Microsoft Rewards – Your Story Matters

If you use Bing as a search engine, you accrue what are called “Microsoft Points” — get enough, and you can redeem them for gift cards, things like that. Recently, I got a prompt from Microsoft:

“Your story matters to us. We love getting to know our fans! Just click in the section that’s most relevant to your favorite Microsoft story, and tell us all about it. To thank you for sharing, we’ll award you 500 bonus points!”

Never one to turn down an opportunity, I decided to take part. Unfortunately, I didn’t have a good Microsoft story, so I wrote this one instead:

Once I went down to the dog pound to find a dog to bring home with me as a gift to my young son, who wanted nothing more in the world than a dog of his own to cuddle and play with. I found the right dog on the second floor of what can only be called an enormous doggie prison, where so many poor animals were crammed together in tiny cages, the weakest shivering in the back corners while the strongest and proudest rattled the bars and nuzzled small, dented metal cups ahead of them, waiting for the smallest charity.

I saw my son’s future friend in the last cage I visited, huddled with two doggie friends and communicating in hurried and desperate doggie whispers. “Woof,” they whispered. “Woof woof woof…” Their eyes flitted to and fro, and I knew that this was no normal doggie whispering, that I had, in fact, stumbled upon a doggie prison break.

Well, my own father had been a corrections officer, and he’d been stabbed to death during an attempted prison break, and I never forgot the look in my mother’s eyes when she heard the terrible news. “No…” she mouthed, as tears ran down her porcelain cheeks.

Cruel memory causing me the deepest pain, I dropped to my knees, shouted “NO! NEVER AGAIN!” and pointed right at the ringleader. “THIS IS THE DOG! THIS ONE! I SHALL ADOPT THIS ONE!” That dog turned toward me, horrified, then looked back at his fellows. They all froze, caught. My sneer pulled up into a smile of triumph. One of the guards came over, opened the door, and wrestled that treacherous pooch out of the cage. His friends were too weak to put up much of a struggle, and I was assured that they would both be put down within the week, leaving them no real time to pull together a new plan, particularly without the smart one to help them along.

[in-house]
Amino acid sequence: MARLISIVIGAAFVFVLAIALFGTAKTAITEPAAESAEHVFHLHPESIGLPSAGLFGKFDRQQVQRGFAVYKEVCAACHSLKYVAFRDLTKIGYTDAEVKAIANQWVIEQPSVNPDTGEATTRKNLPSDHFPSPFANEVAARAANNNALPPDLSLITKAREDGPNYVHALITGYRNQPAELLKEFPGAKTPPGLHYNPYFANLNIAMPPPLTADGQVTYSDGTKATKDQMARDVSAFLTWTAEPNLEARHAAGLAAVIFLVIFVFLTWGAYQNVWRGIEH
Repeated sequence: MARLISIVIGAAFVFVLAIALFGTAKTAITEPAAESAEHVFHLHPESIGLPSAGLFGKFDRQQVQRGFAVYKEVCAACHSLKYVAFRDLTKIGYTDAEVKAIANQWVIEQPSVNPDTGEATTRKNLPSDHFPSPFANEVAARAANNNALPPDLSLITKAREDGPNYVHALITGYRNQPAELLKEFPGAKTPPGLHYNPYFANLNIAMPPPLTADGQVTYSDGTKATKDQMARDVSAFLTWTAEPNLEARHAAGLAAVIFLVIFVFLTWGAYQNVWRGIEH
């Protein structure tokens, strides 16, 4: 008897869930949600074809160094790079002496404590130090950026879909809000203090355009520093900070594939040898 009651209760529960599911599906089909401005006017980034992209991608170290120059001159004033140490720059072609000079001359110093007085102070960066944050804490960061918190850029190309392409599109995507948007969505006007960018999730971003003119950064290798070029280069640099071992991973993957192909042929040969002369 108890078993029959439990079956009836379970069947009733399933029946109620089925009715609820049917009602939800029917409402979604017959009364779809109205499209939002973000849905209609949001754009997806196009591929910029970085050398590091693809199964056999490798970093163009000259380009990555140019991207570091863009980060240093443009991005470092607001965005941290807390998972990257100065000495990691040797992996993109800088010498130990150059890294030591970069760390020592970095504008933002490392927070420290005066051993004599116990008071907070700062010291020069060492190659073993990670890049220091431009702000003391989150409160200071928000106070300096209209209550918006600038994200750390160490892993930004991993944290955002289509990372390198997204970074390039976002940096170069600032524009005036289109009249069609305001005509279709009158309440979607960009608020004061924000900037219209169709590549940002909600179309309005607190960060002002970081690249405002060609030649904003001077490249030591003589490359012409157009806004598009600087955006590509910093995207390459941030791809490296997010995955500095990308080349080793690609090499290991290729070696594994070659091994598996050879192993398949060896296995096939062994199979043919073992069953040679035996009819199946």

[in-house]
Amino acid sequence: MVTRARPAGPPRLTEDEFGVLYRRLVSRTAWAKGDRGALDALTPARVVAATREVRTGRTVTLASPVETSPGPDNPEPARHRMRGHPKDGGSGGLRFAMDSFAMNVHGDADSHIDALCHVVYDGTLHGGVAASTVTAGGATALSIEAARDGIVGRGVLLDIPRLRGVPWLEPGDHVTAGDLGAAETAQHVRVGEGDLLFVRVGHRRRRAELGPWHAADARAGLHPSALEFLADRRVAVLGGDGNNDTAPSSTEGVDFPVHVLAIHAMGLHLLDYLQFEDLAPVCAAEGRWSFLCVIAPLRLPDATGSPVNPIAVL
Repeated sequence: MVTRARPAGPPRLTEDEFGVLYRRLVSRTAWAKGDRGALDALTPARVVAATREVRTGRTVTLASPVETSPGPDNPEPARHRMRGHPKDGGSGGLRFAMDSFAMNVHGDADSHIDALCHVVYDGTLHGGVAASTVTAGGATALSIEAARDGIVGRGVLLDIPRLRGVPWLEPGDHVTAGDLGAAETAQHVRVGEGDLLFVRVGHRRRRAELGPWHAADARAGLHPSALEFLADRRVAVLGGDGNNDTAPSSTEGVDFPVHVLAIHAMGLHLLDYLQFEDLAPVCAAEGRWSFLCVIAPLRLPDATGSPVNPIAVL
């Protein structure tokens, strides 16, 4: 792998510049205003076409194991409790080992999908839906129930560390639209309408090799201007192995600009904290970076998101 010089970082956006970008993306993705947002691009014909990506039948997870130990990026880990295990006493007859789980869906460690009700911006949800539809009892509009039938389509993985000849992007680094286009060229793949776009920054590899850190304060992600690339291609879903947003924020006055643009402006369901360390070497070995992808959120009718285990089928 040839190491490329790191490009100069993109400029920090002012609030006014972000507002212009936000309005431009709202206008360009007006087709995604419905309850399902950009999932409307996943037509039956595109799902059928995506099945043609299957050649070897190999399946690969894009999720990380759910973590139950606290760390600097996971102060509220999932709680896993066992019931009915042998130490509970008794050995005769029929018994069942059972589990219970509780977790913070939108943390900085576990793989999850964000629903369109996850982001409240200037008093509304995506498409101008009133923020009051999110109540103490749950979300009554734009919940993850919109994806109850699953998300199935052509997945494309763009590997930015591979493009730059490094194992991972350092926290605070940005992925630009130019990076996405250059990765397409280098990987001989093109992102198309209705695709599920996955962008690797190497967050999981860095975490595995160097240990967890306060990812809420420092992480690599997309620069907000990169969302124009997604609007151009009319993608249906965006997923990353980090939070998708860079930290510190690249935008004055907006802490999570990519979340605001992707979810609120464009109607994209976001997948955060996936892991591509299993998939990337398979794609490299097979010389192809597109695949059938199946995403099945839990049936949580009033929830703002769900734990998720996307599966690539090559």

My son loved that dog, but the dog never warmed to him. It even bit him once, and while my son hoped that I would have mercy, the truth was that I never trusted that damn dog, anyway. He was bitter in a way that good dogs just aren’t. I drove him up the highway one night, and left him in the woods. As I opened the door to my car and slipped behind the wheel, a flash of lightning illuminated a grizzly bear as it loomed over that dog. I heard a yelp, and I knew that nature had solved the problem for me.

Anyway, I used a Microsoft computer to look up the address of that pound. And my son used a Microsoft computer to post on message boards about his missing dog.

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Along the Walls, Above the Earth

As broken towers fall along

The edge of fading, starlit grass,

And shards of aging sun sink deep

Into the graying, clouded mass

Of skies wrung out and held aloft

By lines that relay memory

To forethought, where the ghosts of loss

Slip silently between the leaves

Of risen trees that sway and swoon

‘pon winds that carry autumn’s grace

There’s little else to grasp onto

But long lamented love’s embrace.

The Eternal Question

Do I begin pumping out material before I’m totally happy with the look of the page, or do I tinker and tinker until I’m reasonably happy, and then roll out the goods?

I’ll figure it out as I go along. In the meantime, please check the links above and visit the very talented Eleanore Studer’s Art Instagram page, and check out the Rough Magick Anthology on Amazon. The management thanks you.